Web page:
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Judging from examples I've seen, these are some differences I think there are:

始める:
1: More formal than 出す
2: When the focus in more on the beginning of the verb than the verb itself
3: When the action is deliberate and/or under control. 

出す:
1: When the action occurs spontaneously or without ones control.
2: More colloquial than 始める
3: Less focus on the beginning itself than 始める

Are any of the observations I made incorrect, or is there perhaps some differences I've missed?

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I'm always skeptical of "more formal". In general, if something says "more formal" as an explanation, it's either wrong, or there's a lot more to it than that. –  Ataraxia Apr 18 '13 at 4:15
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1 Answer

up vote 5 down vote accepted

The primary difference is that 出す implies something sudden or unexpected. For example, consider the sentence 私は泣き出した and 私は泣きはじめた. In the first we get a natural expression which implies that you (beyond your control) started crying. The second one is grammatically correct, but by using 始めた you're implying a sense of purpose, like you're making yourself cry for some reason. You cannot use 出す to express will or volition, so the sentence 歩き出しましょう would be strange.

The tricky part about trying to find a distinction here is that no matter how many rules you try to apply you're going to be finding exceptions. At the very basic level you can think of 出す as something unexpected or sudden, possibly both, possibly just one. I'm going to borrow a citation from one of the pages below:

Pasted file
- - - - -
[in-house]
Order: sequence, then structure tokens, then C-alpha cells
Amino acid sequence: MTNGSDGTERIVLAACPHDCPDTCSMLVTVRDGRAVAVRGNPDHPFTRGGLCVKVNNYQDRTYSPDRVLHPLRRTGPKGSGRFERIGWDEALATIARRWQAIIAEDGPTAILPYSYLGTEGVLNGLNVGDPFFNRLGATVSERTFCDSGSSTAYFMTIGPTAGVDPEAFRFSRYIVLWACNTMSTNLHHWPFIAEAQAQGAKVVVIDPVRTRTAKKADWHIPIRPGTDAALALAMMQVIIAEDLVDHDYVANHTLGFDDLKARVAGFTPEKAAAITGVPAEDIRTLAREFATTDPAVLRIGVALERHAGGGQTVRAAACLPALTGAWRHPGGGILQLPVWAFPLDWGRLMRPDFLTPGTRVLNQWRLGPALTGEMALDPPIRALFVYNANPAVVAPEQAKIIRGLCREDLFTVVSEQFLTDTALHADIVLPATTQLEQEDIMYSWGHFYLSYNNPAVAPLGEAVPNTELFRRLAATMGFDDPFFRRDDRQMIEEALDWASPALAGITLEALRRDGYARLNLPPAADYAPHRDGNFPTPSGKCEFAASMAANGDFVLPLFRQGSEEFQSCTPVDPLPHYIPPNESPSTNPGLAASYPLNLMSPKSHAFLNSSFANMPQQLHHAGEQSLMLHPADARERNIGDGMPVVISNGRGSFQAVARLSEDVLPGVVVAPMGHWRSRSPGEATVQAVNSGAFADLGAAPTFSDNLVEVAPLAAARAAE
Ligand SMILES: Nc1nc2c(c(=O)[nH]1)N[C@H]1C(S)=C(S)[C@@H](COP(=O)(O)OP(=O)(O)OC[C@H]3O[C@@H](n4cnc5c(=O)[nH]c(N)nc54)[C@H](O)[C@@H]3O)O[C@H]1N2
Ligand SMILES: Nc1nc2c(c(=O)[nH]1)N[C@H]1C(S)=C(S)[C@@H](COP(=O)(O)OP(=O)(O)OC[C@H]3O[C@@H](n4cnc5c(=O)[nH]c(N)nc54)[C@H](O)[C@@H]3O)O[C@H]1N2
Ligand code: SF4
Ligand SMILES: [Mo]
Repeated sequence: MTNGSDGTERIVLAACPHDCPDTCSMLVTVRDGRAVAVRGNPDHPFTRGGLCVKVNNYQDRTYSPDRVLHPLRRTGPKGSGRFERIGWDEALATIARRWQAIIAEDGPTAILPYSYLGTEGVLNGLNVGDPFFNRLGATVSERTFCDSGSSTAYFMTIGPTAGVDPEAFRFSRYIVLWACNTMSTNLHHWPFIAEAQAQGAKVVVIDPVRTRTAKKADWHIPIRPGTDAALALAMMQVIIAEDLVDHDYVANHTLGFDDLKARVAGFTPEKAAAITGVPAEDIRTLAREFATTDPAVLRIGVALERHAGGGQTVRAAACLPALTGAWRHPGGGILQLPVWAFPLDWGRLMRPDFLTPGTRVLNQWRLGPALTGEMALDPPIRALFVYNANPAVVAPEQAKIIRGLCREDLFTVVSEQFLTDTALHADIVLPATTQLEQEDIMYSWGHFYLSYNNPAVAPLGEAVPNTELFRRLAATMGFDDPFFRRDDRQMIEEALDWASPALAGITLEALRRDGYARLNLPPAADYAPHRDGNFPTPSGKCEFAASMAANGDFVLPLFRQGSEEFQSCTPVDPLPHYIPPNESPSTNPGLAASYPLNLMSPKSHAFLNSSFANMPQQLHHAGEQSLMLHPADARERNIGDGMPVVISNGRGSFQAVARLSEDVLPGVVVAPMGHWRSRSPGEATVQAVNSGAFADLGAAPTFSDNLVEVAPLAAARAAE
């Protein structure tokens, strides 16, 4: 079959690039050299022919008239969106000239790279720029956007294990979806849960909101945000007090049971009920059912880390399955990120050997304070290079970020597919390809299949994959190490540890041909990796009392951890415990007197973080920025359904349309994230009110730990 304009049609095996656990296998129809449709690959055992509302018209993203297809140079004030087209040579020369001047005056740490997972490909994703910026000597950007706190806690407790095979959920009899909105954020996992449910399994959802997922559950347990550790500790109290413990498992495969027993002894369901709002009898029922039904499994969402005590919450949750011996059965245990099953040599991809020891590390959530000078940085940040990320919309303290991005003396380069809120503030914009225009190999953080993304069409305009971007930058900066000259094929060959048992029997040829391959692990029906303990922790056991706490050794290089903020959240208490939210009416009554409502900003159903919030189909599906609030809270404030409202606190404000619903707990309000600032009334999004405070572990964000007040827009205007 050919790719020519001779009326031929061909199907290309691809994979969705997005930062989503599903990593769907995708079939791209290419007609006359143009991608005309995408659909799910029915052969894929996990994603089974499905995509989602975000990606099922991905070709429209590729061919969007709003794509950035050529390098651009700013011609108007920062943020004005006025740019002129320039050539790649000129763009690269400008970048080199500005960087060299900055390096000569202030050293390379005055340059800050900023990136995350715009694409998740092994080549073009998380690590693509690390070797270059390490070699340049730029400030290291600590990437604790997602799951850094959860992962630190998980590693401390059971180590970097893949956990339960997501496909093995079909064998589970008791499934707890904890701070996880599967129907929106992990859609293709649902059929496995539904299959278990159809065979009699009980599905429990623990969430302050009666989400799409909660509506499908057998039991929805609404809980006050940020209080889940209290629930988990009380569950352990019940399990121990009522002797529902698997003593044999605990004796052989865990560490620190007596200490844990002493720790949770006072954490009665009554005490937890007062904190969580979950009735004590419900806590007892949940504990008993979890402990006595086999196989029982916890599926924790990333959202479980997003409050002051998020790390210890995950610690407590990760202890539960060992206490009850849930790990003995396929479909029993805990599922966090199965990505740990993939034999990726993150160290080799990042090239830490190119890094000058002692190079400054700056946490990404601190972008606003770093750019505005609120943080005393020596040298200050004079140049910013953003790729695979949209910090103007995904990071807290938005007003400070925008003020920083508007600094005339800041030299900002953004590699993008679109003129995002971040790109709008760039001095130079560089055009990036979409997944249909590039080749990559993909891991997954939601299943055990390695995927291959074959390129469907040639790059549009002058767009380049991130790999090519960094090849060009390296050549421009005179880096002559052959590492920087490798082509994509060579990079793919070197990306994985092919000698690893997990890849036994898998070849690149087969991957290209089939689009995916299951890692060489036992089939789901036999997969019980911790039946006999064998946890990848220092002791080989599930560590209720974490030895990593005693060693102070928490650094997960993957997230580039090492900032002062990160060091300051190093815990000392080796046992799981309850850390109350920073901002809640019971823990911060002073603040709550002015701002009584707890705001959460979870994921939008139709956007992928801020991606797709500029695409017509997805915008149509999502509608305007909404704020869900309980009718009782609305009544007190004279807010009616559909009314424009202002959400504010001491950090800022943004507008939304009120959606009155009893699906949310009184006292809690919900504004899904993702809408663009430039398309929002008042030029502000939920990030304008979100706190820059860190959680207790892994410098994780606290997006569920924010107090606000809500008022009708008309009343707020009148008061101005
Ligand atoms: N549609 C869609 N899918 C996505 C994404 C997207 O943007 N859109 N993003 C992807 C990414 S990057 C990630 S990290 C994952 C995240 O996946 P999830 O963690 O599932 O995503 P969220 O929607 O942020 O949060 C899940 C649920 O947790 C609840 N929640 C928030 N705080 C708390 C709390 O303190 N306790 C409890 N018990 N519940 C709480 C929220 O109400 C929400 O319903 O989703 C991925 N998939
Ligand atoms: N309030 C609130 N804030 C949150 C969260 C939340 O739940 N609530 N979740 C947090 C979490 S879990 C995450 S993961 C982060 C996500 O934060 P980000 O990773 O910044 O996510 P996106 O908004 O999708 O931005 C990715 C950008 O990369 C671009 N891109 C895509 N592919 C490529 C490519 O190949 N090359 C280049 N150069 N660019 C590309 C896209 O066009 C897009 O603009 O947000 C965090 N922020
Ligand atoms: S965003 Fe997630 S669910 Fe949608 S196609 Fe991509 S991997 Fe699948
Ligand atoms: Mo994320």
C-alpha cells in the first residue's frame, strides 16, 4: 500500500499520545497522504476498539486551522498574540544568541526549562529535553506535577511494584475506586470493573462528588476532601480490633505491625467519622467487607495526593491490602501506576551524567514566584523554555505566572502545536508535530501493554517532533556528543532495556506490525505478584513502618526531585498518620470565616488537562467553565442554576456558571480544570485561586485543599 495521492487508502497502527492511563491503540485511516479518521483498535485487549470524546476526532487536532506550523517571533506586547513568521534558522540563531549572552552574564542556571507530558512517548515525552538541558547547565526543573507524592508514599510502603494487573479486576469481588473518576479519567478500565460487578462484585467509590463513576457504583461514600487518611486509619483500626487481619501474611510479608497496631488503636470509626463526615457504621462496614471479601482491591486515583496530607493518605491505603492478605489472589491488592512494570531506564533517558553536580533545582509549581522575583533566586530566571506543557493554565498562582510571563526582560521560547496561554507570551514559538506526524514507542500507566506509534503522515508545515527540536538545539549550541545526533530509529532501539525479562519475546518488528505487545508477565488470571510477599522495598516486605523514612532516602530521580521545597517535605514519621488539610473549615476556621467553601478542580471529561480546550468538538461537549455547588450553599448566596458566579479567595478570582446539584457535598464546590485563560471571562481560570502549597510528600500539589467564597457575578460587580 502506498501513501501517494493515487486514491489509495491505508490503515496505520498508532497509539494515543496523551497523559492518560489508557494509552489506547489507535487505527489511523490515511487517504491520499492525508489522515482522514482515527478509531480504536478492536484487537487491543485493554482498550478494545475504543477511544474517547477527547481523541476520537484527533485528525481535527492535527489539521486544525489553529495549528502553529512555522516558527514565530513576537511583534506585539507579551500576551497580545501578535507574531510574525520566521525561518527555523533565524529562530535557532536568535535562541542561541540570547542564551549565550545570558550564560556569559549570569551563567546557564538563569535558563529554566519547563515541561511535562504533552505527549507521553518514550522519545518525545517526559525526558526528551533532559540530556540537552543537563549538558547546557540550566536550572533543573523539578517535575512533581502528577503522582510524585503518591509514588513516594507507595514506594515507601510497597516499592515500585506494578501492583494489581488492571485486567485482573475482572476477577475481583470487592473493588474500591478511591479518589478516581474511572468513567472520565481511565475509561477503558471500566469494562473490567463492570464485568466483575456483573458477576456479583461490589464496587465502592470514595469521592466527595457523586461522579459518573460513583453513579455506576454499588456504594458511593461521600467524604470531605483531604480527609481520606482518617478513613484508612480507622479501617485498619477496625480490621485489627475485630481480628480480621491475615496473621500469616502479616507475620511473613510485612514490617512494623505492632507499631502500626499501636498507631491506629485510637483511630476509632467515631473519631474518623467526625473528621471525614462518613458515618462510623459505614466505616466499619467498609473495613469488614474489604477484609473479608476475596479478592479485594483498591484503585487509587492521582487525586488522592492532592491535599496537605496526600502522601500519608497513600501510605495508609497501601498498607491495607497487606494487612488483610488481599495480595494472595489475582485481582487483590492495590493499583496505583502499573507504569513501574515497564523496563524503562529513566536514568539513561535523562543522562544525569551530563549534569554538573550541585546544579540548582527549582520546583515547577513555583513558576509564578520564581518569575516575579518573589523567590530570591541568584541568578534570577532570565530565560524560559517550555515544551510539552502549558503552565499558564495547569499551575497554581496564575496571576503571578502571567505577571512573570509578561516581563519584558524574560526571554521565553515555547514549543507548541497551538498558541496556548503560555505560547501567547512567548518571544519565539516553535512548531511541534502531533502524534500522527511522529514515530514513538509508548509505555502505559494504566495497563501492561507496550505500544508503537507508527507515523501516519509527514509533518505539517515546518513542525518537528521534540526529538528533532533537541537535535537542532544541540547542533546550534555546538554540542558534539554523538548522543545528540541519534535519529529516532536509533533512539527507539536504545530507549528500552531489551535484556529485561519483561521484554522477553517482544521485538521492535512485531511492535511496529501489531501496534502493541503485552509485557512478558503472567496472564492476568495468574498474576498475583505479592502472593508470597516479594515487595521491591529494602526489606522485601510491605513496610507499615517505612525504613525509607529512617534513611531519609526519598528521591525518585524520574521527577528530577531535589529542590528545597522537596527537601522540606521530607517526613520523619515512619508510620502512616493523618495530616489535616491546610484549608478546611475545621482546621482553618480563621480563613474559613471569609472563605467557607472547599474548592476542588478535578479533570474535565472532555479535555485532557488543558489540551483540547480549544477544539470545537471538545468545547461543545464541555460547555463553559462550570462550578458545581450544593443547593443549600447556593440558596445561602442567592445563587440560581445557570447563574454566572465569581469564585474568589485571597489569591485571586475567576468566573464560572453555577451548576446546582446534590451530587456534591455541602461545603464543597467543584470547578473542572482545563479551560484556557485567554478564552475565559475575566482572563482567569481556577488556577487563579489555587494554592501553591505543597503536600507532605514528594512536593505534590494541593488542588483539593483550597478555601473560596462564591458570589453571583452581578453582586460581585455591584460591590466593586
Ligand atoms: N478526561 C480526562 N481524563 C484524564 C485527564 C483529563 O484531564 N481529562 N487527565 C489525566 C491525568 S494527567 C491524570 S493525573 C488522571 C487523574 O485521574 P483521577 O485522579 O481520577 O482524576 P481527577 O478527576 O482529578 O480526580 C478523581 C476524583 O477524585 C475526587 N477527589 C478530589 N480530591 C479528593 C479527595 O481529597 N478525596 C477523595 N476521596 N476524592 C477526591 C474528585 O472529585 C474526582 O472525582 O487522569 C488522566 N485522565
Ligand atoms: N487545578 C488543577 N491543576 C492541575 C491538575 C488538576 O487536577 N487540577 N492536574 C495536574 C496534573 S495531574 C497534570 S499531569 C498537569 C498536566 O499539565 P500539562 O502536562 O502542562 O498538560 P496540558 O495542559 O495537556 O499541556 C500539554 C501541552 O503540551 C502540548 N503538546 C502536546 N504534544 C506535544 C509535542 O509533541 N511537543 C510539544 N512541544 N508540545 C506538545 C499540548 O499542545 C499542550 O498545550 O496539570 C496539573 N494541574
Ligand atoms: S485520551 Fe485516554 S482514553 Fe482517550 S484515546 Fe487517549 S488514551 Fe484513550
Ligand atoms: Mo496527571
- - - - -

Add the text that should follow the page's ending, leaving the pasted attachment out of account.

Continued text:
講談社インターナショナルの『日本語使い分け辞典』からの引用です。 「~だす」は「~始める」よりも客観的で、自分の意志での動作や行動には使いません。また、「~始める」は単に、ある動作・行動・状態の初期だということですが、「~だす」は、その動作・行動・状態を予想していなかったという「軽い驚きや戸惑い」の感情を含んでいます。(引用終わり)

I agree with the bit that suggests a slight surprise or confusion, even in situations like スタートの合図が鳴り、彼らはいっせいに走り出した。 Even if you expect them to start running, there's still an air of unexpectedness to it because the signal comes suddenly. 出す suggests that they were still and suddenly started moving. If it were 走り始めた then it would have the same general meaning but that nuance of sudden change is gone.

Also just to briefly mention it, 出す also has a spatial meaning of movement from inside to outside, like in ポケットからナイフを取り出す, but that's unrelated to the sense of beginning.

As for your other points, I don't think there is a real difference in formality. I can imagine both being used in formal speech as long as the occasion calls for the nuances associated. You mentioned the part about deliberateness and control which is correct for 始める in some situations, but it's important to note that it can have general connotation of expectedness when it's out of the control of the speaker, like 太陽が沈み始める. And I agree that there is more of an emphasis on the 'beginning' of an action with 始める while 出す tends to express more of the sudden change between two states.

Check these sources out for more info:

  1. http://nihongo-online.jp/bbs/artview.cgi?id=30&mode=view&page=2&num=640&sort=1&back=tree
  2. http://nihongo-online.jp/tree02/treebbs.cgi?log=9657
  3. http://nihongo-online.jp/tree02/treebbs.cgi?log=9659
  4. http://nihongo-online.jp/tree02/treebbs.cgi?log=9660
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It's funny you should mention "歩き出せる", since it was exactly this usage that confused me. This is the sentence I saw it in:[遠くまで歩き出せる] - Considering the differences you've outlined, is it then possible for this sentence to mean something along the lines of "To be able to set out on a long trip"? –  Daniel Safari Apr 15 '13 at 12:18
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That seems to be the grammatical suggestion, anyway. I'm a little less certain to suggest this but it may also be the case that there are certain ~出す compounds that are so often used as set phrases that they kind of take on their own separate semantics and can break off of the main patterns. –  ssb Apr 15 '13 at 13:37
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